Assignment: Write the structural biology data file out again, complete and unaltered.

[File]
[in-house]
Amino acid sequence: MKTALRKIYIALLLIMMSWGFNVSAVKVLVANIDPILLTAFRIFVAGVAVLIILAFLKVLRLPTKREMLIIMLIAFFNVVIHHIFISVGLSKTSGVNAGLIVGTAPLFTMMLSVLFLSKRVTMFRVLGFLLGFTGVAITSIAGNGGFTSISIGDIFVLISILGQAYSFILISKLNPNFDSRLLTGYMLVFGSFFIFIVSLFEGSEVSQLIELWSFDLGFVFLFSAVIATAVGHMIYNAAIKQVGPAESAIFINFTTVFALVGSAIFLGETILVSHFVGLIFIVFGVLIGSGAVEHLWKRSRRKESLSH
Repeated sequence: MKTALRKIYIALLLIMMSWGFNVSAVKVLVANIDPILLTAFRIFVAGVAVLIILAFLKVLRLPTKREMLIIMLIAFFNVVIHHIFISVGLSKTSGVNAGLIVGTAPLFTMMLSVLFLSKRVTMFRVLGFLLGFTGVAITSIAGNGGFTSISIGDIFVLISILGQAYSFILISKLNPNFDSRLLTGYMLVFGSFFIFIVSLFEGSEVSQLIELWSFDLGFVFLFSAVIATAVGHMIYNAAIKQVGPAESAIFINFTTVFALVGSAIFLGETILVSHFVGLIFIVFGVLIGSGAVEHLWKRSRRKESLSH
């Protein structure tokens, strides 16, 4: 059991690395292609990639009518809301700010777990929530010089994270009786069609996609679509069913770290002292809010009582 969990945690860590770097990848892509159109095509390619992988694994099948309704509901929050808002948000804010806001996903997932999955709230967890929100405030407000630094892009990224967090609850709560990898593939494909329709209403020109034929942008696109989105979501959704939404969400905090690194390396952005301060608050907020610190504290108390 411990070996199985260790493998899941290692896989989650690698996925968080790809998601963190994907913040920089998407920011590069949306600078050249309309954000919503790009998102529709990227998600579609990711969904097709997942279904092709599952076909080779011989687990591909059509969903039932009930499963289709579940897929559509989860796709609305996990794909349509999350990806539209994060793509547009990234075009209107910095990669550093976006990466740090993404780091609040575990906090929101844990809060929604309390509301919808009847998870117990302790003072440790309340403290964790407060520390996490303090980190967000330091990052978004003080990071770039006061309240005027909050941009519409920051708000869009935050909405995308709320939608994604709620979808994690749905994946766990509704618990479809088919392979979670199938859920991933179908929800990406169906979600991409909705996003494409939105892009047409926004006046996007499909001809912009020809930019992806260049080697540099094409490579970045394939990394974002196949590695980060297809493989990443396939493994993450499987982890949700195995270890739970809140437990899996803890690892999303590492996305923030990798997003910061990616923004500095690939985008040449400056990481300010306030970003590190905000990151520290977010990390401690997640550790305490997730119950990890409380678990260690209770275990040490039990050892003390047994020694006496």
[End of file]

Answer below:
[in-house]
Amino acid sequence: MKTALRKIYIALLLIMMSWGFNVSAVKVLVANIDPILLTAFRIFVAGVAVLIILAFLKVLRLPTKREMLIIMLIAFFNVVIHHIFISVGLSKTSGVNAGLIVGTAPLFTMMLSVLFLSKRVTMFRVLGFLLGFTGVAITSIAGNGGFTSISIGDIFVLISILGQAYSFILISKLNPNFDSRLLTGYMLVFGSFFIFIVSLFEGSEVSQLIELWSFDLGFVFLFSAVIATAVGHMIYNAAIKQVGPAESAIFINFTTVFALVGSAIFLGETILVSHFVGLIFIVFGVLIGSGAVEHLWKRSRRKESLSH
Repeated sequence: MKTALRKIYIALLLIMMSWGFNVSAVKVLVANIDPILLTAFRIFVAGVAVLIILAFLKVLRLPTKREMLIIMLIAFFNVVIHHIFISVGLSKTSGVNAGLIVGTAPLFTMMLSVLFLSKRVTMFRVLGFLLGFTGVAITSIAGNGGFTSISIGDIFVLISILGQAYSFILISKLNPNFDSRLLTGYMLVFGSFFIFIVSLFEGSEVSQLIELWSFDLGFVFLFSAVIATAVGHMIYNAAIKQVGPAESAIFINFTTVFALVGSAIFLGETILVSHFVGLIFIVFGVLIGSGAVEHLWKRSRRKESLSH
């Protein structure tokens, strides 16, 4: 059991690395292609990639009518809301700010777990929530010089994270009786069609996609679509069913770290002292809010009582 969990945690860590770097990848892509159109095509390619992988694994099948309704509901929050808002948000804010806001996903997932999955709230967890929100405030407000630094892009990224967090609850709560990898593939494909329709209403020109034929942008696109989105979501959704939404969400905090690194390396952005301060608050907020610190504290108390 411990070996199985260790493998899941290692896989989650690698996925968080790809998601963190994907913040920089998407920011590069949306600078050249309309954000919503790009998102529709990227998600579609990711969904097709997942279904092709599952076909080779011989687990591909059509969903039932009930499963289709579940897929559509989860796709609305996990794909349509999350990806539209994060793509547009990234075009209107910095990669550093976006990466740090993404780091609040575990906090929101844990809060929604309390509301919808009847998870117990302790003072440790309340403290964790407060520390996490303090980190967000330091990052978004003080990071770039006061309240005027909050941009519409920051708000869009935050909405995308709320939608994604709620979808994690749905994946766990509704618990479809088919392979979670199938859920991933179908929800990406169906979600991409909705996003494409939105892009047409926004006046996007499909001809912009020809930019992806260049080697540099094409490579970045394939990394974002196949590695980060297809493989990443396939493994993450499987982890949700195995270890739970809140437990899996803890690892999303590492996305923030990798997003910061990616923004500095690939985008040449400056990481300010306030970003590190905000990151520290977010990390401690997640550790305490997730119950990890409380678990260690209770275990040490039990050892003390047994020694006496």